What is EMDR? Prince Harry uses therapy to deal with Princess Diana's death as he feels 'hunted and helpless'

Harry describes flying into London as being a 'trigger' for his anxieties and said he feels like 'there is no escape'


                            What is EMDR? Prince Harry uses therapy to deal with Princess Diana's death as he feels 'hunted and helpless'
Prince Harry in 'The Me You Cannot See' (Apple TV+)

Prince Harry was just 12 when Princess Diana died in 1997. The tragedy left a very traumatic effect on the mind of the Duke of Sussex, who has been vocal about his mental health issues and has also shared how therapy helped him address his suffering. In his new Apple TV+ docuseries -- ''The Me You Cannot See' -- which is on mental health with Oprah Winfrey, released on Friday, May 21, the 36-year-old mentioned a particular therapy he found really helpful in his case -- Eye movement desensitization and reprocessing (EMDR).

Developed by psychologist Francine Shapiro in the 1980s, the therapy helps people ease distress around hurting memories. As per reports, clinicians have long been using it, but it has become a very popular treatment among people to deal with trauma or unfortunate events. In the new docuseries, Harry allowed cameras to record his session as he explained how he feels terrified to fly back to London as it reminds him of Diana's death. He feels being "hunted", "helpless" and as though "there is no escape".

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Wendy Byrd, a professional counselor and president of the board of directors at the EMDR International Association, said, “It's almost a wave that can't be stopped because people are hearing their friends talk about it, they're seeing the changes in their family members. When I was trained in 2008, I would have to go in and explain what EMDR was and tell my clients why I thought it was such a good therapy. ... Now, I would say almost everyone that comes into my door is asking me for EMDR.”

Oprah Winfrey speaking with Prince Harry in 'The Me You Can't See'. (Apple TV+)

Harry also said that the therapy not just only helped him, but also benefited him with his relationship with his wife Meghan Markle -- the Duchess of Sussex -- with whom he shares a son and soon the couple will welcome a baby daughter. He moved to EMDR after trying traditional behavioral therapy for years. “One of the biggest lessons that I've ever learned in life is you've sometimes got to go back and to deal with really uncomfortable situations and be able to process it in order to be able to heal,” Harry added.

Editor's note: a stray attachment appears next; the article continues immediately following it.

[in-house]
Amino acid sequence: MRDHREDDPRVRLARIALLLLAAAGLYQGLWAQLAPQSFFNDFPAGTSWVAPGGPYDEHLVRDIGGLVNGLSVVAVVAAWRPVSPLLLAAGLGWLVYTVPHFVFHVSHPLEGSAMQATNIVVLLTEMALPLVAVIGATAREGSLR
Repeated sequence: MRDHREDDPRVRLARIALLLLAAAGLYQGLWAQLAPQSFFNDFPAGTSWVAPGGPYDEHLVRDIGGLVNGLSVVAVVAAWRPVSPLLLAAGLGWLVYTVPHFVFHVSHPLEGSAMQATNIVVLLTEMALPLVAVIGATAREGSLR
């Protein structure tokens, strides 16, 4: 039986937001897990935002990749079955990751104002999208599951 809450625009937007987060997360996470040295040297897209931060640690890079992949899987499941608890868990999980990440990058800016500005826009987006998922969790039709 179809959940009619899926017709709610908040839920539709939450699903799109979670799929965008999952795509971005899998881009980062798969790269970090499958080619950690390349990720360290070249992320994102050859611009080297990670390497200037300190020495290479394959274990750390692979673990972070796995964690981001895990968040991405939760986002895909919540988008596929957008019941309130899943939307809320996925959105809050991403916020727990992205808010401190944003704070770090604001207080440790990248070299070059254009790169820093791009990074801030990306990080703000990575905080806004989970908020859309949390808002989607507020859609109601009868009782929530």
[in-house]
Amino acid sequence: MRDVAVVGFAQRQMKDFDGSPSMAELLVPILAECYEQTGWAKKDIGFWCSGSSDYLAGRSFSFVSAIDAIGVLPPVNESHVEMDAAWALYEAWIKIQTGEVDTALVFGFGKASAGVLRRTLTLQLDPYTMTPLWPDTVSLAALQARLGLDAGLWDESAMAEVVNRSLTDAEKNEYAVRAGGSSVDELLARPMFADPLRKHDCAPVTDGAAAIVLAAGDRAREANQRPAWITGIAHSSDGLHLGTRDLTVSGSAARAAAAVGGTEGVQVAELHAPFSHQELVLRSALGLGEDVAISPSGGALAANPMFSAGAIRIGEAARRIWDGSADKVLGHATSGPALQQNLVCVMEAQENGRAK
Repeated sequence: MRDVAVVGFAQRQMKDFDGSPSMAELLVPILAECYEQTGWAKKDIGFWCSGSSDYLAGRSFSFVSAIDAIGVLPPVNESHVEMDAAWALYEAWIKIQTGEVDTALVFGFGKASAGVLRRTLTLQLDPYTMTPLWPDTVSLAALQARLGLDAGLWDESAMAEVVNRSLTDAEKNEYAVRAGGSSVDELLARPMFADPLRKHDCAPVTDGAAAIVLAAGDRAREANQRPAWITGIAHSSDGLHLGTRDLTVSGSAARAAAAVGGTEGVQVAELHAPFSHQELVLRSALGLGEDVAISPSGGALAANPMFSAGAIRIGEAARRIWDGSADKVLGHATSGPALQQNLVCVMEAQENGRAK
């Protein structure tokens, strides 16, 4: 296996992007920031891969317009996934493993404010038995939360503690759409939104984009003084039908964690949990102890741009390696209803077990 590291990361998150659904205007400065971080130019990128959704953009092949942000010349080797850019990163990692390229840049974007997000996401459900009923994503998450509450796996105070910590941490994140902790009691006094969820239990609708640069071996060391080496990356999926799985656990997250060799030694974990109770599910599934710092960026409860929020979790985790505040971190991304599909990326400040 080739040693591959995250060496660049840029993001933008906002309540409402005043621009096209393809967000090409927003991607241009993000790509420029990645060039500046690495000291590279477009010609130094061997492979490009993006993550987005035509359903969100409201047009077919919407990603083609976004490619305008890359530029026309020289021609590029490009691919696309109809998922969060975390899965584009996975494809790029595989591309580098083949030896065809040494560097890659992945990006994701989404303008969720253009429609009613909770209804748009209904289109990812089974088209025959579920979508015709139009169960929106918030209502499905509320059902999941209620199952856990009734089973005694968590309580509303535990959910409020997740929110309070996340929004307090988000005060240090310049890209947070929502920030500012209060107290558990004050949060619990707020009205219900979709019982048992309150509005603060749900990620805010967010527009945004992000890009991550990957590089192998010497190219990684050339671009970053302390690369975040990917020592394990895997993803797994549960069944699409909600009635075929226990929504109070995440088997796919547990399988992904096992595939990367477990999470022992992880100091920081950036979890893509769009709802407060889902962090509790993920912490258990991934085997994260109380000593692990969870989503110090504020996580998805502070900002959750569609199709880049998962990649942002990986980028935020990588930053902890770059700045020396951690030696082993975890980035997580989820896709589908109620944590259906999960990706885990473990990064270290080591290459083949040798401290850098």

What is EMDR?

Explaining the therapy, Byrd told USA Today: “EMDR allows the brain to heal from experiences that were traumatic or adverse or overwhelming by allowing the brain to process that information and to store it in a way where the brain now knows, 'I'm in a different circumstance, that's not happening to me anymore.”

Healthline described that the therapy “is thought to be effective because recalling distressing events is often less emotionally upsetting when your attention is diverted. This allows you to be exposed to the memories or thoughts without having a strong psychological response. Over time, this technique is believed to lessen the impact that the memories or thoughts have on you.”

Prince Harry in 'The Me You Can’t See'. (Apple TV+)

How is EMDR conducted on a person?

Byrd said that when a person approaches a clinician for the therapy, the clinician first starts with questions to put forward the components of a memory, including sensory information. During the session, the person is also asked how they felt or how their mind or body reacted. Subsequently, eye movements or tapping are added -- which is called bilateral stimulation. “It will make something that feels upsetting, less upsetting. It helps the brain make images that are very vivid, less vivid. And part of that is because of what we call dual attention, meaning I'm present in the room with the therapist, or over Zoom, nowadays, and I'm thinking about that experience and it's all the ingredients that the brain needs to engage that adaptive information processing mechanism,” she stated.

Byrd also noted that not just adults, kids can also take EMDR therapy if they are going through any painful or adverse experience. “What we know about adversity is it sits on the body and causes harm, and later in life can cause things like chronic illness or chronic pain or mental health disorders. The earlier and sooner we can take care of a trauma and get it off of the nervous system, get it processed, the better the health of the whole person is,” she said while encouraging people to consider EMDR if they have any mental issue.

Byrd added: “People feel like sometimes what happened to them isn't big enough. They should just be able to get over it. ... And that just breaks my heart because I know that they can feel better and that they do deserve to feel better. I just wish that people knew that they could come in, we could figure out some of the things that are happening that are causing them pain, and that it would be not that long of a journey before they could get some relief.”

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